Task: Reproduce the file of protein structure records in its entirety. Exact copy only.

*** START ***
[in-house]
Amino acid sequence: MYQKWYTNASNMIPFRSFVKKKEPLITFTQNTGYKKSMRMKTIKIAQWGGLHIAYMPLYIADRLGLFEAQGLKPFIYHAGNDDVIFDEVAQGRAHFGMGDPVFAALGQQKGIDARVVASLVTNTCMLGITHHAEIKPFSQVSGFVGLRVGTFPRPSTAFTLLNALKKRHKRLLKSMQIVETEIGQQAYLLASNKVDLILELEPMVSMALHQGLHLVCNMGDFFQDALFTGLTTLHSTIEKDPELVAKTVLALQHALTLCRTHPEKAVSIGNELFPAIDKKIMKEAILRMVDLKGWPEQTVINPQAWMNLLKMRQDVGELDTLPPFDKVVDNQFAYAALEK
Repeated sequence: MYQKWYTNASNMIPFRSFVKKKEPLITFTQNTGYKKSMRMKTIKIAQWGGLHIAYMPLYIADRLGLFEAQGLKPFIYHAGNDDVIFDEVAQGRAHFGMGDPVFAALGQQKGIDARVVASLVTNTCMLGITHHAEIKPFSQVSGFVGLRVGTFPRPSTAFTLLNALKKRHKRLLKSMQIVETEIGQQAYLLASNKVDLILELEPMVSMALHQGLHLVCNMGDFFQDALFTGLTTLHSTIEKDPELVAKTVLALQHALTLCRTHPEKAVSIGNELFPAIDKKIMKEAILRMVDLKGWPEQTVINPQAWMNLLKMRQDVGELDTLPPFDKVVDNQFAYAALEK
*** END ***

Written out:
[in-house]
Amino acid sequence: MYQKWYTNASNMIPFRSFVKKKEPLITFTQNTGYKKSMRMKTIKIAQWGGLHIAYMPLYIADRLGLFEAQGLKPFIYHAGNDDVIFDEVAQGRAHFGMGDPVFAALGQQKGIDARVVASLVTNTCMLGITHHAEIKPFSQVSGFVGLRVGTFPRPSTAFTLLNALKKRHKRLLKSMQIVETEIGQQAYLLASNKVDLILELEPMVSMALHQGLHLVCNMGDFFQDALFTGLTTLHSTIEKDPELVAKTVLALQHALTLCRTHPEKAVSIGNELFPAIDKKIMKEAILRMVDLKGWPEQTVINPQAWMNLLKMRQDVGELDTLPPFDKVVDNQFAYAALEK
Repeated sequence: MYQKWYTNASNMIPFRSFVKKKEPLITFTQNTGYKKSMRMKTIKIAQWGGLHIAYMPLYIADRLGLFEAQGLKPFIYHAGNDDVIFDEVAQGRAHFGMGDPVFAALGQQKGIDARVVASLVTNTCMLGITHHAEIKPFSQVSGFVGLRVGTFPRPSTAFTLLNALKKRHKRLLKSMQIVETEIGQQAYLLASNKVDLILELEPMVSMALHQGLHLVCNMGDFFQDALFTGLTTLHSTIEKDPELVAKTVLALQHALTLCRTHPEKAVSIGNELFPAIDKKIMKEAILRMVDLKGWPEQTVINPQAWMNLLKMRQDVGELDTLPPFDKVVDNQFAYAALEK